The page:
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Cutting Roses

To prolong bloom life, you need follow only a few simple steps during the cutting and "keeping" process. These methods will allow you to keep your roses in good shape for a reasonable length of time.

When to cut: Ideally, roses should be cut in either the early morning or the late afternoon/evening. At these times, the maximum amount of plant sugars will be present in the bloom and the upper canes. Avoid cutting during the heat of the day. If possible, water the bushes heavily the day before cutting. Also, if possible, do your cutting before applying pesticide sprays, to avoid unsightly spray residues or smells.

How much to cut: When "deadheading" roses in the summer, we advise cutting above the second 5-leaflet leaf, or at a point where the remaining cane is thick enough to support a new cane. When cutting a rose for a vase, you can follow the same rule of thumb, and expect to have a sufficiently long cane. Exhibitors may cut stems as long as two feet, but this is not necessary for home use. The more cane and foliage you remove from the bush, the harder the bush has to work to produce more blooms.

Preparing the cut rose: There are three primary reasons why cut roses wither prematurely: 1. The formation of an air bubble or embolism in the stem, which prevents water and nutrients from going up the stem and reaching the bloom; 2. The clogging of the stem with bacterial growth, which also prevents water and nutrient circulation; and 3. The gradual depletion of the sugar stored within the stem and leaves of the cut flower.

The most important of these is the first: keeping air from getting into the cut stem. Some experts recommend taking a bucket into the garden for submerging cut flowers until bringing into the house. But air will still enter, unless the stem is recut under water. You can cut roses in the garden without a bucket at hand, but when you bring the cut roses into the house, get them into a cutting bucket as soon as possible.

Prepare a cutting bucket with hot tap water and a holding container with more hot water and a preservative. Hot water is used because it flows more easily in the plant tissue, and is able to dissipate trapped air more quickly than tepid or cold water. Submerge the bottom of the stem into the cutting bucket, and cut off, under the water, about a half inch of the stem. Cut the stem at an angle, and do not crush the stem. Hold the cut stem under the water for about ten seconds, then move it to the holding container. Keep the blooms in the holding container until the water cools to room temperature. Vase life can be further extended by placing the blooms in the holding container in the refrigerator overnight.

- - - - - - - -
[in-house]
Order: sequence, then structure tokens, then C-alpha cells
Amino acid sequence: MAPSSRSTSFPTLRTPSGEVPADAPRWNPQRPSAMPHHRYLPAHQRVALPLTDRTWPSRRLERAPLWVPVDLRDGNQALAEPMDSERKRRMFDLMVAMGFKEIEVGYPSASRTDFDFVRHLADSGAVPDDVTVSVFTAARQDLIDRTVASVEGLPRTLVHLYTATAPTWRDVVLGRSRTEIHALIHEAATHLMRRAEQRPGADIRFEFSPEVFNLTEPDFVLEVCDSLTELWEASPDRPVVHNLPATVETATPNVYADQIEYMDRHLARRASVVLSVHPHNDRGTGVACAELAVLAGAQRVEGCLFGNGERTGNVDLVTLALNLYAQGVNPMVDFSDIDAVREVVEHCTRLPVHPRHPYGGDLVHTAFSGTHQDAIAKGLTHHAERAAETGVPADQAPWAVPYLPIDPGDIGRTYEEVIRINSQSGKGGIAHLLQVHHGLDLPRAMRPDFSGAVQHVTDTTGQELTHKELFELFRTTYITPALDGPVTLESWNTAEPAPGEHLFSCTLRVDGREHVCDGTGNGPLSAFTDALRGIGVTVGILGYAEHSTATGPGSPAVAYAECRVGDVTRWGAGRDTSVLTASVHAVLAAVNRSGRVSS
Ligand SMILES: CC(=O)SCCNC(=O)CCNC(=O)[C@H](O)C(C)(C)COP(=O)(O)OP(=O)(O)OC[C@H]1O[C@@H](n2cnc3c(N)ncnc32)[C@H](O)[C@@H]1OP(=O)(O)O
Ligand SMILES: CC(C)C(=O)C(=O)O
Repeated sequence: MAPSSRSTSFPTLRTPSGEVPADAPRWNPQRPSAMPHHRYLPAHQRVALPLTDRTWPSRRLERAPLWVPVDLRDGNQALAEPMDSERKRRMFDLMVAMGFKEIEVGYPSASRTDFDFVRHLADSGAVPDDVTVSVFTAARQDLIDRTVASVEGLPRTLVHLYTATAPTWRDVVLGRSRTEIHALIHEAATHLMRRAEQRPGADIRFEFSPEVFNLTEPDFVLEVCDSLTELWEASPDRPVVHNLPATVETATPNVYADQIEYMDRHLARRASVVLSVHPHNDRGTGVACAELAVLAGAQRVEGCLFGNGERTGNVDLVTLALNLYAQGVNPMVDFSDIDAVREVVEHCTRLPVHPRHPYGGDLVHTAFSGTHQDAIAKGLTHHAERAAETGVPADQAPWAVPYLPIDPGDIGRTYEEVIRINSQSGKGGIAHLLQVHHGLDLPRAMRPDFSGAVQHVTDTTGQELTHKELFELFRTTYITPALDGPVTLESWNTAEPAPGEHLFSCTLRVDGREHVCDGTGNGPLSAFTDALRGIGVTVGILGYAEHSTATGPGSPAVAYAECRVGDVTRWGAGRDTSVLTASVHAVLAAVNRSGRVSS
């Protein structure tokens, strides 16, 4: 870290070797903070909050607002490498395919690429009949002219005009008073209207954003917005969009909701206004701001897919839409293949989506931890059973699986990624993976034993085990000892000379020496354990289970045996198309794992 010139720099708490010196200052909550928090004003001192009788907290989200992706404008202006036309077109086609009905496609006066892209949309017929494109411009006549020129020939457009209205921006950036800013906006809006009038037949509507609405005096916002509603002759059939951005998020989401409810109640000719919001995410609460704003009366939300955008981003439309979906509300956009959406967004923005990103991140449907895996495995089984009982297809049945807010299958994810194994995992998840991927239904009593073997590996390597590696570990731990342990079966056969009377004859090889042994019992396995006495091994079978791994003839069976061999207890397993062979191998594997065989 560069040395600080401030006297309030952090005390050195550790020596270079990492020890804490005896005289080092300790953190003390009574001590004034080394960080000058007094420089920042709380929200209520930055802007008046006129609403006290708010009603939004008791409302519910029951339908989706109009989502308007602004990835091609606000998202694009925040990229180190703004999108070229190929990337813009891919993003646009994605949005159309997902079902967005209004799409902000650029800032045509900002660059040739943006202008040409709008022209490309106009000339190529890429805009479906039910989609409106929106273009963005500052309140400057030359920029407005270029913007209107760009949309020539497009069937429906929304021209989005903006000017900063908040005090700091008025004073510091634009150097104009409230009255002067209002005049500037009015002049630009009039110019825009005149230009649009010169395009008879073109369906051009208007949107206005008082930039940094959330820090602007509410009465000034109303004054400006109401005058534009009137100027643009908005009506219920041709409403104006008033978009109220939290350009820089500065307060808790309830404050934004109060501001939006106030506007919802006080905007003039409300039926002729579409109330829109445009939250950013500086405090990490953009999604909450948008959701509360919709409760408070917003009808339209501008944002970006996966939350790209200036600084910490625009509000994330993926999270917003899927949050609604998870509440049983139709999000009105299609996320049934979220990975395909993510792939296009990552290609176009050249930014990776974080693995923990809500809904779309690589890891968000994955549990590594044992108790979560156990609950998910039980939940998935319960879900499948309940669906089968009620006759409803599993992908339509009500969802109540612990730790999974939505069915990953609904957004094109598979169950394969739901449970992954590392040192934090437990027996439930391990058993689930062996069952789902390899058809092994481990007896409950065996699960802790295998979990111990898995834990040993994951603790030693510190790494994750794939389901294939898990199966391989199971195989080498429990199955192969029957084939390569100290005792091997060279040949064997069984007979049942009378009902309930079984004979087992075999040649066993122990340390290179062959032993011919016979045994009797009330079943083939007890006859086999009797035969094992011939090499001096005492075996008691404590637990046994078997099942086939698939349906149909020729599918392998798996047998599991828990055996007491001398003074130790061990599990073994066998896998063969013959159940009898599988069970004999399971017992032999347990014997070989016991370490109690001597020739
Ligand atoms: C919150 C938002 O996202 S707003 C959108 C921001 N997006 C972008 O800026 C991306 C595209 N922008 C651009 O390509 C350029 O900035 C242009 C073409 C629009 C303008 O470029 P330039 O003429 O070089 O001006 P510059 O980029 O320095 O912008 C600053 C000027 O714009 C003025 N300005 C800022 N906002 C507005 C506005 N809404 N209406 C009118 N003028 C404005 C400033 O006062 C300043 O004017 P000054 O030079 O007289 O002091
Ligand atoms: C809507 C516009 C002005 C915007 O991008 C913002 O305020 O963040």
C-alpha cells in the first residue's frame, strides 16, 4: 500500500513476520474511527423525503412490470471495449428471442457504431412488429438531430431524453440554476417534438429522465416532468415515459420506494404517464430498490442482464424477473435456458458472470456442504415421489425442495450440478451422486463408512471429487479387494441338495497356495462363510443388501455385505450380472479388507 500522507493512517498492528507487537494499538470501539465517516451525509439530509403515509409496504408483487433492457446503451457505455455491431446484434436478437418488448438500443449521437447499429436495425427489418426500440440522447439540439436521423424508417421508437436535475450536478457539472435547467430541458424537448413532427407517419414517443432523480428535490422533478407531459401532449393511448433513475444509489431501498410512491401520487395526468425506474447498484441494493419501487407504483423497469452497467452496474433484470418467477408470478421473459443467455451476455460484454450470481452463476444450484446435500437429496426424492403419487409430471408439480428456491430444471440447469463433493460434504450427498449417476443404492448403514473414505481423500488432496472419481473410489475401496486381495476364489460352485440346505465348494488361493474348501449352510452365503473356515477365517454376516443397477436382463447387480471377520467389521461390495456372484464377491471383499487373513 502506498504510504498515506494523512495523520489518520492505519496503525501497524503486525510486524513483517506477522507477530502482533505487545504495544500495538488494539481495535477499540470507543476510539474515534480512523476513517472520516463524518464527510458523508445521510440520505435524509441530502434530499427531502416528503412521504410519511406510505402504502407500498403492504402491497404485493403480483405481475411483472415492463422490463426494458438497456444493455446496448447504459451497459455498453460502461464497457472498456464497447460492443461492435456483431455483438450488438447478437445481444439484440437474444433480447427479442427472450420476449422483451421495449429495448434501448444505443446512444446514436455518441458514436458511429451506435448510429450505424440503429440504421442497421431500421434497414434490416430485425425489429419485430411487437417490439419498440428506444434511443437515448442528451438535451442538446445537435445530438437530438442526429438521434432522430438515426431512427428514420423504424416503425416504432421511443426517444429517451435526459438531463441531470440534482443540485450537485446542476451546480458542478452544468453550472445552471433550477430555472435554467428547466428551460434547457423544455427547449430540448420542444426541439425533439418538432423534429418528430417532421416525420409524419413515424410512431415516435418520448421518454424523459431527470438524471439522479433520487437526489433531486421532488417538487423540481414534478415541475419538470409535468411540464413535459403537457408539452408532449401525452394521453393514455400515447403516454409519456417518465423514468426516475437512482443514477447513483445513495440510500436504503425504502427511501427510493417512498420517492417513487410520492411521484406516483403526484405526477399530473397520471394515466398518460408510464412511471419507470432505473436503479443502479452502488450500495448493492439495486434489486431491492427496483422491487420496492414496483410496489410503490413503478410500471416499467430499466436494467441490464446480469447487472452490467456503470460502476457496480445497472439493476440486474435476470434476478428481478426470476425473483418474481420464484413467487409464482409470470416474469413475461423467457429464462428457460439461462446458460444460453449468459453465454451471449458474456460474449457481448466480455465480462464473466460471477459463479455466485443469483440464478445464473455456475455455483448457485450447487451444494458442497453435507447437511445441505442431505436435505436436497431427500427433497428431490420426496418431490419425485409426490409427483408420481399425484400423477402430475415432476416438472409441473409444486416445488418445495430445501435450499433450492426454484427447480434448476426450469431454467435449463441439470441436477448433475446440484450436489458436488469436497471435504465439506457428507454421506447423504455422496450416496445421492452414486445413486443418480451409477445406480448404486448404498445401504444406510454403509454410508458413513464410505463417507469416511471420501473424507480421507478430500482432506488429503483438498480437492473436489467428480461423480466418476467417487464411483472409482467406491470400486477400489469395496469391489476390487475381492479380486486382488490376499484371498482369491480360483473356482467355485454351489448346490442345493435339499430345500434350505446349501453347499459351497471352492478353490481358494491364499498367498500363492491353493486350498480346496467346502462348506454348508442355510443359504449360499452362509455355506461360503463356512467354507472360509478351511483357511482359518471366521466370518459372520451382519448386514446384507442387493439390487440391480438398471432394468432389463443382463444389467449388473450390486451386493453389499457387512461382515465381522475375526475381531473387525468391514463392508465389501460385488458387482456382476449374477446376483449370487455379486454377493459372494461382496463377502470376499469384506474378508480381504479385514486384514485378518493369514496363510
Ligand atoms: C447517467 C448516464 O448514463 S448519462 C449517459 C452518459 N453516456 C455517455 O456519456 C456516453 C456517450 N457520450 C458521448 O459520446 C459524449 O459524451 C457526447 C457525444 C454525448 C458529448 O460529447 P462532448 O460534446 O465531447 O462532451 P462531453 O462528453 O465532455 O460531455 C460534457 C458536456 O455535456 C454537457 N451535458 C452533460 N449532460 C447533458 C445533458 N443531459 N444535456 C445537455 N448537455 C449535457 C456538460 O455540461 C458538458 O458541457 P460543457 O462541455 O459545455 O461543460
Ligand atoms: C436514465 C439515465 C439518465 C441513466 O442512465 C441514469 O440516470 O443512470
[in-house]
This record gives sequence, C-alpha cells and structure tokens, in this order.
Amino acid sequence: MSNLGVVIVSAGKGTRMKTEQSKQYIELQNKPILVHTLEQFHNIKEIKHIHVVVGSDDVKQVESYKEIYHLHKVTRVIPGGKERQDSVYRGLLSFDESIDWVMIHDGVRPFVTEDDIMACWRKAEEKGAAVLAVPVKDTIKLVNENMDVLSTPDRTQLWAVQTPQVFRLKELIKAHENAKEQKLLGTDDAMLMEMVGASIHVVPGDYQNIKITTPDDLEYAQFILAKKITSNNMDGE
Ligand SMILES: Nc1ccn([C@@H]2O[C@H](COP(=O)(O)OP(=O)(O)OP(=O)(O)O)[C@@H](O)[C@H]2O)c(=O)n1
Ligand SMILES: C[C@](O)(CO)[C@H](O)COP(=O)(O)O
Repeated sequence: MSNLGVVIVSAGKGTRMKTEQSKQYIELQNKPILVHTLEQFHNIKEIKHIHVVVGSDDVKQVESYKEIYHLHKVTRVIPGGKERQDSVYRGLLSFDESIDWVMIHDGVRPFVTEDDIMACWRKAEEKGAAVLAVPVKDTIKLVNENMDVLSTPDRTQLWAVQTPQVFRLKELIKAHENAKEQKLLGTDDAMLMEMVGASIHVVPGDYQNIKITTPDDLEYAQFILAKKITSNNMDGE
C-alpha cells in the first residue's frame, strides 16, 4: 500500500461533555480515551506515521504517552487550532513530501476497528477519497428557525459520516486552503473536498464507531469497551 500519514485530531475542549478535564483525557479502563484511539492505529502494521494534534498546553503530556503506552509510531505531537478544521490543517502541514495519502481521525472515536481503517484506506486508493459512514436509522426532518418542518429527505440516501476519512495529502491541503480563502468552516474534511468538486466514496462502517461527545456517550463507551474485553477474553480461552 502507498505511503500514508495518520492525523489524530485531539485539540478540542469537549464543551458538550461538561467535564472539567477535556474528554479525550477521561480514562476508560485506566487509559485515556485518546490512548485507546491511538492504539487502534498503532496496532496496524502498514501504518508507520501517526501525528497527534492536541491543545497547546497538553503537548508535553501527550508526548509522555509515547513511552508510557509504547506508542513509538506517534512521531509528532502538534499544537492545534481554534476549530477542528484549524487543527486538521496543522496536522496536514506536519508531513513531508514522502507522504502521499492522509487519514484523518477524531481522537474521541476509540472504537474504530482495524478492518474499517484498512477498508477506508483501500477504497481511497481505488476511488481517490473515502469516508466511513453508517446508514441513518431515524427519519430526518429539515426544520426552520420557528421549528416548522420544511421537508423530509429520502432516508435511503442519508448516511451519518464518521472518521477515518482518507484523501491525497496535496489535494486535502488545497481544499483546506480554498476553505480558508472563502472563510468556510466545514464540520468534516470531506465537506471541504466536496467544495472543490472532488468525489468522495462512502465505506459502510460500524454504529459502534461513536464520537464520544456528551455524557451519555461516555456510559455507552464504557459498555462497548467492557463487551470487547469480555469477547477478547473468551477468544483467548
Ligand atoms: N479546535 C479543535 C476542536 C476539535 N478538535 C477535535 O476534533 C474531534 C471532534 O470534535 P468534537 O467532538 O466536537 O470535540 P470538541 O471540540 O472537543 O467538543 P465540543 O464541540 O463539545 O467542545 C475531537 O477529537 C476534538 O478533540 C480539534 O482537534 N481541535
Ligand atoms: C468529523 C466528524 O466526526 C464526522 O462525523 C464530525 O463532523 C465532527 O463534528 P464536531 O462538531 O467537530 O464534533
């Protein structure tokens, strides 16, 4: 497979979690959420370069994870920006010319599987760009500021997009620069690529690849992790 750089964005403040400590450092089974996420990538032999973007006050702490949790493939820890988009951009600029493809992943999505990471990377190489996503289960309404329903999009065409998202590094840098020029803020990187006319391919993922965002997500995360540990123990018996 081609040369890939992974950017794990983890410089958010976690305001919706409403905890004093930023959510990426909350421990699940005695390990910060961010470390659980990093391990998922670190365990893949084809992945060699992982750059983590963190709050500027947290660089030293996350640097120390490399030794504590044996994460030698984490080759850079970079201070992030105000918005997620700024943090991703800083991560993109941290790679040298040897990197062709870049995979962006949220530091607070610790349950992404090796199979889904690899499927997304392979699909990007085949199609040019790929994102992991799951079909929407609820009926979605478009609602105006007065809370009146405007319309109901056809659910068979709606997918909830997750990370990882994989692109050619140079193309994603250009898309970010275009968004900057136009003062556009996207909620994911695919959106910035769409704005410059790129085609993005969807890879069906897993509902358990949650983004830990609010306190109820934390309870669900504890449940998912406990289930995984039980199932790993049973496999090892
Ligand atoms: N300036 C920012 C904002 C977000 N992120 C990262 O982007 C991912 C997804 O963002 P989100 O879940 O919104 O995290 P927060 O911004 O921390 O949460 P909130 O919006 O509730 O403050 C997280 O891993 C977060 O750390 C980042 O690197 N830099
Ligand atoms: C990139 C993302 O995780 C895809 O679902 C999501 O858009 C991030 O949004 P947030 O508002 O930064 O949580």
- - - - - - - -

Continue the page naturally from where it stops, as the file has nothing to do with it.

Preservatives: The underwater cut takes care of the air problem; bacteria and nutrients can be addressed with a floral preservative. There are a number of homebrew techniques, such as citric acid, bleach, aspirin, sugar and more. However, a good commercial floral preservative such as Floralife TM, Bloomlife TM or others will do the best job for your money. Instead of buying the expensive packets of preservative, consider asking a florist to get you a bulk quantity. To further deter bacterial contamination, wash your containers, vases and tools after each session.

Prolonging vase life: Once the cut roses are in a vase, there are a few other tips to prolong the bloom. Remove any thorns or foliage that will be below the top of the vase. Keep the roses in a cool, dark location as much as possible. For example, before you leave for work, move the vase out of a sunny area into a shaded part of the room. When you come home, move the vase back where you can enjoy it. Periodically change the water, recutting the stems under water, preferably daily but at least every other day.

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